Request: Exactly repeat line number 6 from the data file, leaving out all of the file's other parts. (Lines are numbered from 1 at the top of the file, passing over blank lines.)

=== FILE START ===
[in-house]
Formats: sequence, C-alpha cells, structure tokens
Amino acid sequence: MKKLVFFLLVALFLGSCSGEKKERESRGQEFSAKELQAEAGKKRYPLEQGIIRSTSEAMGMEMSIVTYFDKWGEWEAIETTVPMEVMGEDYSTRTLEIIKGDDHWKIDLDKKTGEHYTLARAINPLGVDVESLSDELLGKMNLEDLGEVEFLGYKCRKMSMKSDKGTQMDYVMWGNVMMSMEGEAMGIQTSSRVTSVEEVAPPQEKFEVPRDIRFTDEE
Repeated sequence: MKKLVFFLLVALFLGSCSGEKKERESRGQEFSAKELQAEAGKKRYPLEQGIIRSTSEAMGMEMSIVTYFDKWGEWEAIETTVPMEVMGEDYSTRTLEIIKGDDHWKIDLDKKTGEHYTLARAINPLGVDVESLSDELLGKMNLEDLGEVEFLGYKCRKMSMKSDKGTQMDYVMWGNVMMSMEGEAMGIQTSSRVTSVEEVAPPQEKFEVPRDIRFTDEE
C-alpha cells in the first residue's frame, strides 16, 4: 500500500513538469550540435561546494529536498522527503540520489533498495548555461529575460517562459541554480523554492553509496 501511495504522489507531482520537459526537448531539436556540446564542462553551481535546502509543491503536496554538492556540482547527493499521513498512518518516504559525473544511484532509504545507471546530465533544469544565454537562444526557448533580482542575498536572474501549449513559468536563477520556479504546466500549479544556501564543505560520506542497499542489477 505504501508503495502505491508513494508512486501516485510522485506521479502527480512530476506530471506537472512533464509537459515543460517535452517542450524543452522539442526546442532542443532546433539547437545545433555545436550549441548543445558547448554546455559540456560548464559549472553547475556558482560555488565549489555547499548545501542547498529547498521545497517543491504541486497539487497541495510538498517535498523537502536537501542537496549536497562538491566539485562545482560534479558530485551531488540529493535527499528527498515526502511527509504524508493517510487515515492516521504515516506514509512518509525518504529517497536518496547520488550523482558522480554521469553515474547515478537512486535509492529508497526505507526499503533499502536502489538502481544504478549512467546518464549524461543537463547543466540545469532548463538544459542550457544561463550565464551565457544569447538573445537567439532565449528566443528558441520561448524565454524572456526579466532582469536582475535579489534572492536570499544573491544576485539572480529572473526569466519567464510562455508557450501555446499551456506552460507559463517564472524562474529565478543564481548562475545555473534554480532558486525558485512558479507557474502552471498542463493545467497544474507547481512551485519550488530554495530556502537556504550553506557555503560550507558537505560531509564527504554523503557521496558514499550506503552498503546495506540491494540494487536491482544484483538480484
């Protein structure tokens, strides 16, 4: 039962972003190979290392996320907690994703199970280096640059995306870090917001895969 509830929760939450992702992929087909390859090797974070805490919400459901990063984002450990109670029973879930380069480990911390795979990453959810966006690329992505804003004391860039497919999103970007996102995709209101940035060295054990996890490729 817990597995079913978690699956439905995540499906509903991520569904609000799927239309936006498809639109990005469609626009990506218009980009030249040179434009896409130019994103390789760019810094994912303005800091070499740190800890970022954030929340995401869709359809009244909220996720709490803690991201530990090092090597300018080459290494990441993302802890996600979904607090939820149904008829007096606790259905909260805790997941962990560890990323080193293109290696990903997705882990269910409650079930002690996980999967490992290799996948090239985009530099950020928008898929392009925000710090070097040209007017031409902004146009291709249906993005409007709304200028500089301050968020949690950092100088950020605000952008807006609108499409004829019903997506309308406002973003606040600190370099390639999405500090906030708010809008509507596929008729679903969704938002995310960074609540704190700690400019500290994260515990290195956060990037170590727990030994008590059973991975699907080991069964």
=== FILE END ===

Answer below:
């Protein structure tokens, strides 16, 4: 039962972003190979290392996320907690994703199970280096640059995306870090917001895969 509830929760939450992702992929087909390859090797974070805490919400459901990063984002450990109670029973879930380069480990911390795979990453959810966006690329992505804003004391860039497919999103970007996102995709209101940035060295054990996890490729 817990597995079913978690699956439905995540499906509903991520569904609000799927239309936006498809639109990005469609626009990506218009980009030249040179434009896409130019994103390789760019810094994912303005800091070499740190800890970022954030929340995401869709359809009244909220996720709490803690991201530990090092090597300018080459290494990441993302802890996600979904607090939820149904008829007096606790259905909260805790997941962990560890990323080193293109290696990903997705882990269910409650079930002690996980999967490992290799996948090239985009530099950020928008898929392009925000710090070097040209007017031409902004146009291709249906993005409007709304200028500089301050968020949690950092100088950020605000952008807006609108499409004829019903997506309308406002973003606040600190370099390639999405500090906030708010809008509507596929008729679903969704938002995310960074609540704190700690400019500290994260515990290195956060990037170590727990030994008590059973991975699907080991069964």